Questions tagged [subduction]

The process where denser oceanic crust is forced under continental crust. These convergent boundaries are sites for volcanic arcs.

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2answers
149 views

How does a subduction zone form mountains?

When an oceanic plate goes under a continental plate are the resulting mountains a result of the melting and then rising of the oceanic plate or are the mountains formed by the continental plate being ...
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Are the Olympic Mountains (in Washington state) geologically unique?

So it is my understanding the Washington's Olympic Mountains are basaltic mountains. The reason is that they formed from the upthrust of Ocean crust rather than continental crust as the Farallon plate ...
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1answer
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Does subduction of continental crust happen at continental-continental convergent boundaries?

What exactly happens at a continental-continental (cc) convergent boundary? I read myself through the web for the last few days and what I came up with is that such a boundary will start as an oceanic-...
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1answer
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Is there a name for subduction boundaries at the North of Australia?

I know the ridge at the South of Australia is named Southeast Indian Ridge. I would like to know if there is a geological name for the three subduction branches that cross indonesian zone, at the ...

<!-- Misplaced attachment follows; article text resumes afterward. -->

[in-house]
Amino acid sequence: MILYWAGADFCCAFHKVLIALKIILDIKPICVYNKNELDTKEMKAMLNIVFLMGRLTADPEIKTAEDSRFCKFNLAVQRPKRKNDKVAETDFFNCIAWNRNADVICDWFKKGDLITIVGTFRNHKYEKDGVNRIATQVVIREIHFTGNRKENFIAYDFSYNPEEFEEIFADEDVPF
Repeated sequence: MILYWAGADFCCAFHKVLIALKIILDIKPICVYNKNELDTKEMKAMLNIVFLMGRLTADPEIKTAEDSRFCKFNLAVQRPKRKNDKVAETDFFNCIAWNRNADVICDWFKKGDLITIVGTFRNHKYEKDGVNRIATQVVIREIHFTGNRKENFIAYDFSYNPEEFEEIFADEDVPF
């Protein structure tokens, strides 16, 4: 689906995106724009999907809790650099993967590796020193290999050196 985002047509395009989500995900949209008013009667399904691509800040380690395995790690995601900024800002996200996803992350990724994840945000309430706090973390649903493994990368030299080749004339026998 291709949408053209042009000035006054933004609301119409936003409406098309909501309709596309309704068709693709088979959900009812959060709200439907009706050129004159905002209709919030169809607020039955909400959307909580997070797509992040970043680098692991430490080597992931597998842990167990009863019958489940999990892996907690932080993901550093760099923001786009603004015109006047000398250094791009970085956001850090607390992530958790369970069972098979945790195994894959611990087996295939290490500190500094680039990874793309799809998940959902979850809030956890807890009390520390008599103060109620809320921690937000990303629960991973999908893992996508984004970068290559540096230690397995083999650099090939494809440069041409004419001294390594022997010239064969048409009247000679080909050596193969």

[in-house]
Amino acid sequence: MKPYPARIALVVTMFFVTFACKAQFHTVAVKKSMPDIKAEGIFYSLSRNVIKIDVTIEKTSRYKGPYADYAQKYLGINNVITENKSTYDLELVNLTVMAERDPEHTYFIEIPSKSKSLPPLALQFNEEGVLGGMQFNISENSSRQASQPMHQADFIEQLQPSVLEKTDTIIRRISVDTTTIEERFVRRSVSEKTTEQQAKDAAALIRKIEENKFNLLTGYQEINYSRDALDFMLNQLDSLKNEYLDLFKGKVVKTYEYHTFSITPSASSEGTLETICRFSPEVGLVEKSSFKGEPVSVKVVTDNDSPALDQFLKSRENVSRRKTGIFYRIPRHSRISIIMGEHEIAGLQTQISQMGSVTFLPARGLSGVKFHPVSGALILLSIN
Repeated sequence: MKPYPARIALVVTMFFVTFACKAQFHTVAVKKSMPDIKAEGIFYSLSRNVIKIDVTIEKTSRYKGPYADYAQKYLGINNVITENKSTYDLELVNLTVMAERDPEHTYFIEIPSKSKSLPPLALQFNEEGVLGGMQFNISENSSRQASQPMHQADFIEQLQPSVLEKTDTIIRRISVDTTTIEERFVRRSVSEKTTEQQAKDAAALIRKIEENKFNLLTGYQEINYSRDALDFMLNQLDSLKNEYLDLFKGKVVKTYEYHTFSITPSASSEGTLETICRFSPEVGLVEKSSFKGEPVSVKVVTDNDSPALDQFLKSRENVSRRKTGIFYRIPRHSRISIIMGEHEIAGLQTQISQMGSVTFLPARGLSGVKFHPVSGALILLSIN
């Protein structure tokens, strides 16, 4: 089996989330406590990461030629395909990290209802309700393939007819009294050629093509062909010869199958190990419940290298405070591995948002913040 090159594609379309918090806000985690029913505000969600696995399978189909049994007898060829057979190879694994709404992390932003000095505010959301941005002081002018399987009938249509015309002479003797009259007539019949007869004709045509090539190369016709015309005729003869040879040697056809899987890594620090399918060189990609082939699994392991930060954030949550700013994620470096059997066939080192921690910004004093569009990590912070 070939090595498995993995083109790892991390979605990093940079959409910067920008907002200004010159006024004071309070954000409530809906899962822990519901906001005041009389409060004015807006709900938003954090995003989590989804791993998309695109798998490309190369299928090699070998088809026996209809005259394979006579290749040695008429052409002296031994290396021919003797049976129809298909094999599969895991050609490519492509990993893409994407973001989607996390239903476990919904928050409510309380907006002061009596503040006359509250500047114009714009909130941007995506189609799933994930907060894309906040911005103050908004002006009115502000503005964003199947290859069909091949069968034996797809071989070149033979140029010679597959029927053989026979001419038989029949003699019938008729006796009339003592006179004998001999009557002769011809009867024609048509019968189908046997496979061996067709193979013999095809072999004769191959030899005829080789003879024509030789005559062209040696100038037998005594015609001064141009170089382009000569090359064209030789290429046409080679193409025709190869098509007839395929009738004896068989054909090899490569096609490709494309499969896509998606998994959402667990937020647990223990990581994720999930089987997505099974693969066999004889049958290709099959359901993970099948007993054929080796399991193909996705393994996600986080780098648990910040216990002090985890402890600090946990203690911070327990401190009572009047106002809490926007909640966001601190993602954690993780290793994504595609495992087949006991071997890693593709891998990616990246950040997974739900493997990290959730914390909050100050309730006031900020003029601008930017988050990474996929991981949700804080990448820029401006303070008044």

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1answer
243 views

Is it ever possible for an continental plate to subduct under an oceanic plate?

It is well known that oceanic plates subduct under continental plates. This may be attributed to the plate's age and density, plus the water on top of it. So I was wondering if it is ever possible for ...
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Can the process of subduction flatten the shape of a subducting plate relative to the plate it's going under?

There's something I’m still not quite getting about why island arcs are arcs. In the examples I’ve seen, the subducting plate is compared to a knife slicing across the surface of an orange - but it ...
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1answer
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Volcanoes in the Alps and Himalayas and the subduction of Tethys Sea

Geologist have theorized that the Tethys Sea subducted under Eurasian plates. But where are the volcanoes that would have resulted due to this? Where are the volcanoes in the Alps and the Himalayas?
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Megathrust earthquakes on subduction zones

I am a beginner in geology and earthquake studies, and learning about subduction zones recently. Question is: do large earthquakes (sometimes referred to as megathrust quakes) occur on any point in ...
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2answers
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How does 10mm/yr of plate subduction provide enough material to create eruptions?

If the convergent boundary is only consuming 10mm of oceanic crust per year, it "seems" like that would provide insufficient material to cause the level of eruption generally observed. I am making the ...
5
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1answer
83 views

Is the concept of seismogenic zone still relevant after the 2011 Japan earthquake?

The concept of subduction seismogenic zone, where megathrust seisms occur in a layer between an upper and a lower limit is well documented in the 1990/early 2000 literature : Some example : Pacheco,...